The 2018 Minnesota bonding bill included $5.2 million for the Port Development Assistance Fund. According to Kathryn Sarnecki, VP harbor management at the Saint Paul Port Authority, “This is a huge win for Minnesota ports and will go a long way to fund $10 million in infrastructure projects we [Minnesota Ports Association] have already identified.
The Minnesota Department of Transportation’s Port and Waterways group will ultimately determine how funds will be allocated. Each port will submit their requests for review. Applications will be rated, and funds allocated to top projects.
Ports Pulling Together
In addition to the Saint Paul Port Authority, there are public ports in Duluth, Red Wing and Winona. While the ports vie for the same dollars, they take a collective approach by lobbying for state funds together through the Minnesota Ports Association, a collaboration created 26 years ago.
Sarnecki adds, “What’s unique about the port development program, and taking our request to the legislature, is that we have found support from both sides of the aisle and from both rural and urban legislators in the State of Minnesota. This support allows Minnesota to be an economy that competes on a world-wide scale. It also shows the commitment our legislators have to river shipping and the farming community.”
River shipping provides farmers a cost-effective way to get grains to market and fertilizers on fields. According to Ben Doane, barge freight merchandiser at CHS, 60 percent of all grain exports are directed through the U.S. Gulf Corridor. As Doane explains, “The Mississippi River is the link in the chain that connects local growers to the global marketplace.”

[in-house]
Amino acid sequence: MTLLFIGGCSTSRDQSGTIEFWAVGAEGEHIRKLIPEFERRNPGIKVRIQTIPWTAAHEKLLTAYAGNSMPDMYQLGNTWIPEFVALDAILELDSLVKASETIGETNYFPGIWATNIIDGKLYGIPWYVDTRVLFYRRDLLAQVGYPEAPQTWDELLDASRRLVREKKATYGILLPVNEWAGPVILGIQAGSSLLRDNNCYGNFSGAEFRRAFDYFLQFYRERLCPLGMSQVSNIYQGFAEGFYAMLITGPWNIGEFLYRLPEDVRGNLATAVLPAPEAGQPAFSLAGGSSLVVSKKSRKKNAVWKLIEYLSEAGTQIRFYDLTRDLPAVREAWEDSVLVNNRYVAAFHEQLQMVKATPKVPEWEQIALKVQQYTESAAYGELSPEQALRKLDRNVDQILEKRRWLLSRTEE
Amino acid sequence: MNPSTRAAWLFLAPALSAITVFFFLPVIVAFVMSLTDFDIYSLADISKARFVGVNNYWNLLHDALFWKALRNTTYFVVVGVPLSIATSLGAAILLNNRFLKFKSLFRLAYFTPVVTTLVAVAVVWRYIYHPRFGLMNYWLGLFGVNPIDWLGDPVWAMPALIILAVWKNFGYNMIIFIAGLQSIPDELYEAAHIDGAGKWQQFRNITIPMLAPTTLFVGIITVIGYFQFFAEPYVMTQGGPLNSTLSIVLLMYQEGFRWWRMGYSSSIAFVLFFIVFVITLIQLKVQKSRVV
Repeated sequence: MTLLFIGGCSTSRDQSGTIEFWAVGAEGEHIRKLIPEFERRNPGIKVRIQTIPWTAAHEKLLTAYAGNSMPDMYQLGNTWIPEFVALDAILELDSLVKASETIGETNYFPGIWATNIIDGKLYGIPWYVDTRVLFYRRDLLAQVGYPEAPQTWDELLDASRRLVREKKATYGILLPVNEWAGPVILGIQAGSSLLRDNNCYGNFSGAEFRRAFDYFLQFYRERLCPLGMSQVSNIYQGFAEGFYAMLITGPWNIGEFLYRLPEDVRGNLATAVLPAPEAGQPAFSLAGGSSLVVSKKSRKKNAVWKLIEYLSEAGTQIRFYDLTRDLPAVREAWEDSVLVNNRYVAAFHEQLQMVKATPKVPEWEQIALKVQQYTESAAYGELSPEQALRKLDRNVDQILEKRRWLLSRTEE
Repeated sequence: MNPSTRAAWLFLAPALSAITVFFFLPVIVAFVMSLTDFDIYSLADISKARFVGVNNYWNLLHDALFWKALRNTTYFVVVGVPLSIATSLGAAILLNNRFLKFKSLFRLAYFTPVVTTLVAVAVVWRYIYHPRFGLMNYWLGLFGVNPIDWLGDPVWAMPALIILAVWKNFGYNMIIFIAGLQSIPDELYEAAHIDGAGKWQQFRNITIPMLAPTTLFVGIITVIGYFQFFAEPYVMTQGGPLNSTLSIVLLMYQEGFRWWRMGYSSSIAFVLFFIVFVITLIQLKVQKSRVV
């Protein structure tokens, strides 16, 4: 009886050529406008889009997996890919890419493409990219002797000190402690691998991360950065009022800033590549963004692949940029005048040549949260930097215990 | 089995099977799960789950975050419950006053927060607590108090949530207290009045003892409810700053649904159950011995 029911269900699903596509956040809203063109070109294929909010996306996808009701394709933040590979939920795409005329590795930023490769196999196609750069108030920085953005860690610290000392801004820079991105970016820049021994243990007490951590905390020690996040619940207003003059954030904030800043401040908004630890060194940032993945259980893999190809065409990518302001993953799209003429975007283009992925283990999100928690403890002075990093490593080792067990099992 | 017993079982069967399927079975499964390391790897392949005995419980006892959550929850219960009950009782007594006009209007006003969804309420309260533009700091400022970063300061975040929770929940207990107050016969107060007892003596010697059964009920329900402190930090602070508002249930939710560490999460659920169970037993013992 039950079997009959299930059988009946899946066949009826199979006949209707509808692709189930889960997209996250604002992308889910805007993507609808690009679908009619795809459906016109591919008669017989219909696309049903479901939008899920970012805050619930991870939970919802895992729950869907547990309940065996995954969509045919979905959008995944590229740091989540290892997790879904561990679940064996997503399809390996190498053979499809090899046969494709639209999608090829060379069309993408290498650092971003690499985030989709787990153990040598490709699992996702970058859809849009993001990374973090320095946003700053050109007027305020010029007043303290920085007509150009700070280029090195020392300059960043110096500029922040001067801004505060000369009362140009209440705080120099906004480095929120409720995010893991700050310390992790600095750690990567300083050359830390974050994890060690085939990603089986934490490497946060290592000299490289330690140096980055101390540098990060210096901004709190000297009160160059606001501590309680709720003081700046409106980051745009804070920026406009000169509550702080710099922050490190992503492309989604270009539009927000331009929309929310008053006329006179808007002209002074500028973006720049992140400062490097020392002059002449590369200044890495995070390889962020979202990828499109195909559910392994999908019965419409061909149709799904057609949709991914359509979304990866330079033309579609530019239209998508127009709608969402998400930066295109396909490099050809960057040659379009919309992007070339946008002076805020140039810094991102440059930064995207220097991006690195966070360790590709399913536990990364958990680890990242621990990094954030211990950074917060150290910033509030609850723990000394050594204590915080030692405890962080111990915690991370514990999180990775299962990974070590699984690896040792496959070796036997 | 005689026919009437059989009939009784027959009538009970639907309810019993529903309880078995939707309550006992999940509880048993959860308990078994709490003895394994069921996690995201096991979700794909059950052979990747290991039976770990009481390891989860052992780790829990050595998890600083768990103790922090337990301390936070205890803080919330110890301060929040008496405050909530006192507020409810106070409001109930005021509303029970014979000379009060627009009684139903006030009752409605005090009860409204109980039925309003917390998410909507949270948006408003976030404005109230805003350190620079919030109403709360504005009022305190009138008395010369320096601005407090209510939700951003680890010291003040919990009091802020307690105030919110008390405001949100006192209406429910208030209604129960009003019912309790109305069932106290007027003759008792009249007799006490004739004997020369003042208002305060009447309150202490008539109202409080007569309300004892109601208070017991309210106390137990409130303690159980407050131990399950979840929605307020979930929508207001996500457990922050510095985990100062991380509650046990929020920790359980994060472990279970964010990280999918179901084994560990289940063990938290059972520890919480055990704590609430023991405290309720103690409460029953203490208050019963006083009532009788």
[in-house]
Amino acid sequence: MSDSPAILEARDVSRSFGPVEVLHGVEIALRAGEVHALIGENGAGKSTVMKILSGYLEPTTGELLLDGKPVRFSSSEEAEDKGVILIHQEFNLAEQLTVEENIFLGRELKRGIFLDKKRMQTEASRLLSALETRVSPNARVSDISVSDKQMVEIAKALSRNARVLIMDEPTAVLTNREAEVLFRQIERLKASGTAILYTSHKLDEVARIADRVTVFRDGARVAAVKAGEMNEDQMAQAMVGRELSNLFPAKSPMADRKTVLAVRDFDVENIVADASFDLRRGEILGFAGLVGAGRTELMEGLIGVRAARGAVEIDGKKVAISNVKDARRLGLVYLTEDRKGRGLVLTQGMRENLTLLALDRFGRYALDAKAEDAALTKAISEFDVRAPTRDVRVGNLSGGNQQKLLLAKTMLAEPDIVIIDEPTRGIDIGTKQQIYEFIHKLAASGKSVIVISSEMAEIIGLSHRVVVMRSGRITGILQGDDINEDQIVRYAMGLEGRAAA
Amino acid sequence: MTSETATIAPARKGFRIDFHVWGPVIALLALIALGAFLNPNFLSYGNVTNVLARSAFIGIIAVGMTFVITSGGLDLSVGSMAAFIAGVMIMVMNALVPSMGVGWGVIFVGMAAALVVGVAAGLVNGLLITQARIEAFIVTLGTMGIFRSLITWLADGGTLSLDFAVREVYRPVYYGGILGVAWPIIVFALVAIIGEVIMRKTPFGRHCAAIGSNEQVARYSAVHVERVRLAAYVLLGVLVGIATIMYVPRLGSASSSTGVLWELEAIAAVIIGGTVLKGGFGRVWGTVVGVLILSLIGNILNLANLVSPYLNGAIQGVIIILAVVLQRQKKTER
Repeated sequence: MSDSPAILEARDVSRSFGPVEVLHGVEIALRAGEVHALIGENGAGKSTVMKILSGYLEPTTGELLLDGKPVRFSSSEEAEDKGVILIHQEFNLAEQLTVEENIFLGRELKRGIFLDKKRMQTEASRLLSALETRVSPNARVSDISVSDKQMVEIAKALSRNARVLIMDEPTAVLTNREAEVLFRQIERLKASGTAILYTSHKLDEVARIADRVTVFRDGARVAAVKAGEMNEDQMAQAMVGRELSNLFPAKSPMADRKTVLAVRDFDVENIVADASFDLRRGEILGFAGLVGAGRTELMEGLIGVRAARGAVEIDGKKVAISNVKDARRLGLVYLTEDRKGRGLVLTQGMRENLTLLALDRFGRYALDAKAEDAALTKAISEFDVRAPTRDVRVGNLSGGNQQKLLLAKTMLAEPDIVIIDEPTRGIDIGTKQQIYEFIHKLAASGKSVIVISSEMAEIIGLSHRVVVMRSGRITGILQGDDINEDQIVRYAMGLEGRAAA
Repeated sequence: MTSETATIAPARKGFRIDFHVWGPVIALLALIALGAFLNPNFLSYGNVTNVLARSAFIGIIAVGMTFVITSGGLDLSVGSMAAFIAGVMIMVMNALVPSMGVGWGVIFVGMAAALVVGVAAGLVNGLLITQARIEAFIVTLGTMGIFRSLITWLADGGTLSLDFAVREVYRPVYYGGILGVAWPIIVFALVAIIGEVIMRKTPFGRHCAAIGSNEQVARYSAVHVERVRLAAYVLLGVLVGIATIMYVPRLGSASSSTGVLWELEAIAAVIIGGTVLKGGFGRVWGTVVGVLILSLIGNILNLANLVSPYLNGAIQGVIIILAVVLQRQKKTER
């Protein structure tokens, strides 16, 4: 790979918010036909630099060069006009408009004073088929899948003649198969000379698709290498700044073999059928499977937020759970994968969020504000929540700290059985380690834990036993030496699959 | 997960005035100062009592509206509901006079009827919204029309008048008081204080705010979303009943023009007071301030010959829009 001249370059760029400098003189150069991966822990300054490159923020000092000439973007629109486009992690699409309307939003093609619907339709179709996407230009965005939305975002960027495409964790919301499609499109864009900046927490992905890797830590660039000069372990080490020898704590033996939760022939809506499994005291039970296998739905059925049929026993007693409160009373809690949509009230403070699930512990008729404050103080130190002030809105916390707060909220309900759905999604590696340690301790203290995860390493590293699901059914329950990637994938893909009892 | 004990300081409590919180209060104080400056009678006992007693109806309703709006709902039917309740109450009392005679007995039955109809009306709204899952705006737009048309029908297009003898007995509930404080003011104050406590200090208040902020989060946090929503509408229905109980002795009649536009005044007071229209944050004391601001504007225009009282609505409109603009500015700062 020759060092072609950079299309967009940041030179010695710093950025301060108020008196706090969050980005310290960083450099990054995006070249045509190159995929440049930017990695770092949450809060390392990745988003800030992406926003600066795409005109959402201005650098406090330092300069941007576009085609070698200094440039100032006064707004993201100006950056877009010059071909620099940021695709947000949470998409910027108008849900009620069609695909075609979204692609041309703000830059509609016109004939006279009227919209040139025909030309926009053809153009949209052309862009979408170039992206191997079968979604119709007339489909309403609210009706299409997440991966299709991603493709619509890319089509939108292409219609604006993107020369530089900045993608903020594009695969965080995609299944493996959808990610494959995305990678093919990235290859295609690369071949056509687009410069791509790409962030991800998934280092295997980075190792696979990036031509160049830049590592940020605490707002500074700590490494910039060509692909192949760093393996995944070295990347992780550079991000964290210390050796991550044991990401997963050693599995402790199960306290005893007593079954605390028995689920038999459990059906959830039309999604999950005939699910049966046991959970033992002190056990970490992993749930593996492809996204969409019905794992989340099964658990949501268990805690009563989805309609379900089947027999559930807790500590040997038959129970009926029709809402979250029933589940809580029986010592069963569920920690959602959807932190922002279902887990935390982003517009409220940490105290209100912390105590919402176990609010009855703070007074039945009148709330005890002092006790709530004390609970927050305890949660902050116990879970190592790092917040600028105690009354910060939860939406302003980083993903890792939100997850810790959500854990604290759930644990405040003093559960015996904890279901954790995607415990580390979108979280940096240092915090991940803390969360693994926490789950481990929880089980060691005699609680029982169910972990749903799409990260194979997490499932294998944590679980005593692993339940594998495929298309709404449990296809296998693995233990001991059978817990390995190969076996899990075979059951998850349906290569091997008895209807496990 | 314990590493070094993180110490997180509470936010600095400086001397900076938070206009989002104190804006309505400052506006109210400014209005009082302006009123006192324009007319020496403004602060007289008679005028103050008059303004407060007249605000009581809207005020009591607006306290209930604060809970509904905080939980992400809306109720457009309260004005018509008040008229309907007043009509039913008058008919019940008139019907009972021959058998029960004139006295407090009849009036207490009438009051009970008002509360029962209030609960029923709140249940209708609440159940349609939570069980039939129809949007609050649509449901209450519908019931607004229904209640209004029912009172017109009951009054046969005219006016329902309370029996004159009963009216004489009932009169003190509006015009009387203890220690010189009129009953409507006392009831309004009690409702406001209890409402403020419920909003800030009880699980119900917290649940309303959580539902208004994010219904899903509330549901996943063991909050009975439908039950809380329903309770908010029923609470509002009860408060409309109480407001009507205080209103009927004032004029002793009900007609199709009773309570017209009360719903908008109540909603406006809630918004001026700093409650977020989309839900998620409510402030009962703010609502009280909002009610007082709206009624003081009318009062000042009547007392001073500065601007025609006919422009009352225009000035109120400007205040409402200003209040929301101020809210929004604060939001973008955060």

He adds, “The river system in the United States consists of 12,000 miles of waterways, spanning 38 states. Barge exports equate to $250 billion in revenue nationwide.” The State of Minnesota ranks #4 in the nation for agricultural exports. Grains including soybeans, corn, feed and wheat, account for $539 million in annual sales and $381.7 million of the Gross State Product (GSP). Source: Value of Trade Study, 2014, US Grains Council.
Saint Paul’s Red Rock Request
The Saint Paul Port Authority is evaluating two potential projects in Saint Paul. The first is at the Red Rock Terminal where a significant safety risk has been identified. Rail cars, which play a key role in the intermodal transportation system, frequently block industrial terminal entrances for upwards of 90 minutes at a time. In the case of a medical emergency, it is likely emergency vehicles would be unable to enter or exit in a timely manner.
This is a risk to the hundreds of individuals coming in and out of Red Rock on any given day, including employees and truck drivers trying to get grains to market, asphalt to road projects or cement to construction projects. In addition to safety concerns, their ability to do business in a timely manner is also negatively impacted.
The identified solution is an alternate access point for the rail, one that would bypass terminal entrances.
Saint Paul’s Southport Request
The second request would support a grade separation at the entrance to the Southport Terminal, allowing the road to bridge over the existing railroad tracks. Like the Red Rock project, this would eliminate traffic back-ups including heavy truck traffic and decrease idling emissions. This request is also important to Saint Paul residents living near the terminal. Through the city’s Southport Industrial Study, residents expressed concerns about dust, vehicle emissions and overall air quality.